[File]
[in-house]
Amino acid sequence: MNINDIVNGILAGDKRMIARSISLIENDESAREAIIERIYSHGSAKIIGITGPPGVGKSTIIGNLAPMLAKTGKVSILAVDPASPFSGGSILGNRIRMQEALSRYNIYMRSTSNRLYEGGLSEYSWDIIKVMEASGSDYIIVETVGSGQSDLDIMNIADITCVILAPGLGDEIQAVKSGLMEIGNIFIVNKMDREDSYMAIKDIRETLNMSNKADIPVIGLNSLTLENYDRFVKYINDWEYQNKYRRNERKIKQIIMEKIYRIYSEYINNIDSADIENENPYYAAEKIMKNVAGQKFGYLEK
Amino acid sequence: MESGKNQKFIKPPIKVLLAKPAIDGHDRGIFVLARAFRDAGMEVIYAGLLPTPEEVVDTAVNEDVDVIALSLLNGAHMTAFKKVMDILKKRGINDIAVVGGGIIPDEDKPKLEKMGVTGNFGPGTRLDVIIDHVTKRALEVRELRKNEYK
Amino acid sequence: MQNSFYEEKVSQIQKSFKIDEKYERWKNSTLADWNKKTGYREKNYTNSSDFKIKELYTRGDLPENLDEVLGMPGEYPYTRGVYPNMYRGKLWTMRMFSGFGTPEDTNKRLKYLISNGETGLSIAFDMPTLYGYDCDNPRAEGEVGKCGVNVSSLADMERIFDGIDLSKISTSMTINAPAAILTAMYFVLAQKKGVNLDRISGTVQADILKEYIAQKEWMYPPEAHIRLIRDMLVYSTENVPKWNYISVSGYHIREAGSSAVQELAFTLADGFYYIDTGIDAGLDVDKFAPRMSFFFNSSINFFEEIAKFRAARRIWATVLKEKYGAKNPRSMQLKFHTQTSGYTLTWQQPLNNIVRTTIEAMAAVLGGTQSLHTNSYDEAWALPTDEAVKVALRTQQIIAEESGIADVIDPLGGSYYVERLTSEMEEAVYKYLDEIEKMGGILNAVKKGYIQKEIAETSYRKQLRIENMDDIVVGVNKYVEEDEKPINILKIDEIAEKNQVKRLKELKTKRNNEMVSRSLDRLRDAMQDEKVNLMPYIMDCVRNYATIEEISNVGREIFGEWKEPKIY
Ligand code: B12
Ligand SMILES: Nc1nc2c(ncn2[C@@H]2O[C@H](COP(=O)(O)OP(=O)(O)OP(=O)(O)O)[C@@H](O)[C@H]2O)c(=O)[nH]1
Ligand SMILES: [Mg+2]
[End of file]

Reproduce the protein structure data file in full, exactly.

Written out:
[in-house]
Amino acid sequence: MNINDIVNGILAGDKRMIARSISLIENDESAREAIIERIYSHGSAKIIGITGPPGVGKSTIIGNLAPMLAKTGKVSILAVDPASPFSGGSILGNRIRMQEALSRYNIYMRSTSNRLYEGGLSEYSWDIIKVMEASGSDYIIVETVGSGQSDLDIMNIADITCVILAPGLGDEIQAVKSGLMEIGNIFIVNKMDREDSYMAIKDIRETLNMSNKADIPVIGLNSLTLENYDRFVKYINDWEYQNKYRRNERKIKQIIMEKIYRIYSEYINNIDSADIENENPYYAAEKIMKNVAGQKFGYLEK
Amino acid sequence: MESGKNQKFIKPPIKVLLAKPAIDGHDRGIFVLARAFRDAGMEVIYAGLLPTPEEVVDTAVNEDVDVIALSLLNGAHMTAFKKVMDILKKRGINDIAVVGGGIIPDEDKPKLEKMGVTGNFGPGTRLDVIIDHVTKRALEVRELRKNEYK
Amino acid sequence: MQNSFYEEKVSQIQKSFKIDEKYERWKNSTLADWNKKTGYREKNYTNSSDFKIKELYTRGDLPENLDEVLGMPGEYPYTRGVYPNMYRGKLWTMRMFSGFGTPEDTNKRLKYLISNGETGLSIAFDMPTLYGYDCDNPRAEGEVGKCGVNVSSLADMERIFDGIDLSKISTSMTINAPAAILTAMYFVLAQKKGVNLDRISGTVQADILKEYIAQKEWMYPPEAHIRLIRDMLVYSTENVPKWNYISVSGYHIREAGSSAVQELAFTLADGFYYIDTGIDAGLDVDKFAPRMSFFFNSSINFFEEIAKFRAARRIWATVLKEKYGAKNPRSMQLKFHTQTSGYTLTWQQPLNNIVRTTIEAMAAVLGGTQSLHTNSYDEAWALPTDEAVKVALRTQQIIAEESGIADVIDPLGGSYYVERLTSEMEEAVYKYLDEIEKMGGILNAVKKGYIQKEIAETSYRKQLRIENMDDIVVGVNKYVEEDEKPINILKIDEIAEKNQVKRLKELKTKRNNEMVSRSLDRLRDAMQDEKVNLMPYIMDCVRNYATIEEISNVGREIFGEWKEPKIY
Ligand code: B12
Ligand SMILES: Nc1nc2c(ncn2[C@@H]2O[C@H](COP(=O)(O)OP(=O)(O)OP(=O)(O)O)[C@@H](O)[C@H]2O)c(=O)[nH]1
Ligand SMILES: [Mg+2]